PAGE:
The (then-new) driver would only work in safe mode with networking.  This tipped me off that perhaps there was a conflict with another driver, probably audio since sound is not on in safe mode.

When the system was run normally, Device Manager reported that the NIC was working, meaning just that the driver loaded and started without error.  But when I tried to change settings such as duplex, or when I tried to roll back to the previous driver, the system would hang.  This also implied a conflict of some kind.

I ran many tests with various combinations of drivers.  I had suspected the audio driver from the start, but I was never able to conclusively prove that.  The NIC driver would sometimes work properly with the audio driver and sometimes not.

nVidia drivers have had frustrating, well-known, teething problems under Vista.  Their RAID drivers did not work out of the box, and their other drivers were not well-performing.  The nVidia disk drivers that came with Vista weren’t optimized at all, and between crashes, were not especially fast.

(My video card is an nVidia product as well, but it’s not been a factor at all in my driver troubles.  nVidia did resolve their disk driver problems and eventually, they published a very good driver on Windows Update that fixed my disk problems, after I had to swap a cable.)

My NIC problems persisted, even after I swapped the network cable for a new one and replaced my 10/100 switch that makes up my network with a Zyxel gigabit switch.

I had had to update my audio drivers;  I was running the driver that came with Vista and couldn’t get it to recognize my line input.  I regularly feed the audio from my various ham radios to do things like decode packet and RTTY through my sound card.  I got the latest driver from Realtek, all went well.

Later on, I did my usual routine check through Windows Update to get updates that weren’t on my WSUS server (my SBS box), and noted a new NIC driver.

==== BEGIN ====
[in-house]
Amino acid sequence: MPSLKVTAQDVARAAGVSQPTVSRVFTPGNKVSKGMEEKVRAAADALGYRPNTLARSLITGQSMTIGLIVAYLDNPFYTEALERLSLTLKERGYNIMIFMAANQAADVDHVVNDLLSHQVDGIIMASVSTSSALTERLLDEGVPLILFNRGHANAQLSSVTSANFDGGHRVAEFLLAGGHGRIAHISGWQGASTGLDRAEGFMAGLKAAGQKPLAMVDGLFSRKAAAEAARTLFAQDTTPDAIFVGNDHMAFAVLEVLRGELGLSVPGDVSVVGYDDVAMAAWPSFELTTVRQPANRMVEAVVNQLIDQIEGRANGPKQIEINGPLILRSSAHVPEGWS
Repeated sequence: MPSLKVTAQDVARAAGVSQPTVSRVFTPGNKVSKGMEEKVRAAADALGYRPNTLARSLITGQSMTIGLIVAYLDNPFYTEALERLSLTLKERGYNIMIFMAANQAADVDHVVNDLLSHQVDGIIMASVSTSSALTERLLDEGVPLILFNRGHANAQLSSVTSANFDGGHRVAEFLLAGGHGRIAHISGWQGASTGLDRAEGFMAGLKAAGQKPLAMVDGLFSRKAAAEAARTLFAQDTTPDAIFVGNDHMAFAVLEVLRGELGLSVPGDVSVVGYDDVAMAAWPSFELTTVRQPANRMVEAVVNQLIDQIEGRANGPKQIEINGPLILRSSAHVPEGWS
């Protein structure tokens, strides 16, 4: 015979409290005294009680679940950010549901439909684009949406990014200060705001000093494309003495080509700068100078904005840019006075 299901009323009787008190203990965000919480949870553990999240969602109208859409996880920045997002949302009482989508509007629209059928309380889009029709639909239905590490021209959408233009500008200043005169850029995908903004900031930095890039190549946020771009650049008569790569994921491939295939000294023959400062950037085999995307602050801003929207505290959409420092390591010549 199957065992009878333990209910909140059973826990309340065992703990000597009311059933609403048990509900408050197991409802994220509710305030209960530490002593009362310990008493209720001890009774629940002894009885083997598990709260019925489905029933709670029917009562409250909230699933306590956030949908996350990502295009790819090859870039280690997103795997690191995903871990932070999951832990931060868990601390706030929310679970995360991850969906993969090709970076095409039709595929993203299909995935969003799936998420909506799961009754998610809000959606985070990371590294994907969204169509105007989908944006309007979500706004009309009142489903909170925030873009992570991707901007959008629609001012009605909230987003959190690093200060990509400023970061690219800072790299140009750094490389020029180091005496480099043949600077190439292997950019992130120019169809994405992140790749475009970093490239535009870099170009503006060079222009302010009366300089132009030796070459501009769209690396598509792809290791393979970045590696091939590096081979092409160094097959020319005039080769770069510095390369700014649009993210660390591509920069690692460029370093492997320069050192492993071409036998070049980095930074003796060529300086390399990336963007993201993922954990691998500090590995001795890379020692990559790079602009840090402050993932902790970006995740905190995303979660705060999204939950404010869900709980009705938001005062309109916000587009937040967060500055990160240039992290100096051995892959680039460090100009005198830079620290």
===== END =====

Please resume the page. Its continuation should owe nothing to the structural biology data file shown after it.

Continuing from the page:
I was expecting the worst.  Windows Update drivers have had a bad reputation for installing themselves on servers, through inattentive sysadmins who leave automatic-update settings at their defaults, and then dying horribly.  I was so not looking forward to a system down situation, but I knew my computer well and knew I could get it running again if I had to.

I installed the NIC driver and it worked.  Power down, power up, still worked!  Powered down and turned off the power supply, turned it on and powered up:  still worked. 

It’s been three days and no problems noted.  I conclude that my problem must have resolved itself.  I’ll never know for sure, but I believe there may have been a race condition between the NIC driver and the Realtek when the system was booted and both devices were initialized.

With all the anti-Vista memes running around out of control, I’m very happy to close the book on this problem on a positive note!

Vista USB Reliability Patches

Microsoft has published two Vista USB reliability patches.  The first patch is public, KB941600, a general USB reliability patch like the ones we’ve seen before.  The second patch is KB941858:  You receive a Stop error message when you put a Windows Vista-based computer to sleep or into hibernation, or when you resume the computer from sleep or from hibernation: "0x0000009F DRIVER_POWER_STATE_FAILURE".

I’ve had the latter problem show up on my Vista machine;  my HP iPaq 2495 frequently locks up when it’s in its cradle for a long time.  As far as I can tell, this happens from the remote end when the ActiveSync client on the device locks up.  This usually just locks up the iPaq, but sometimes it has bluescreened or even locked up the USB port on the Vista machine.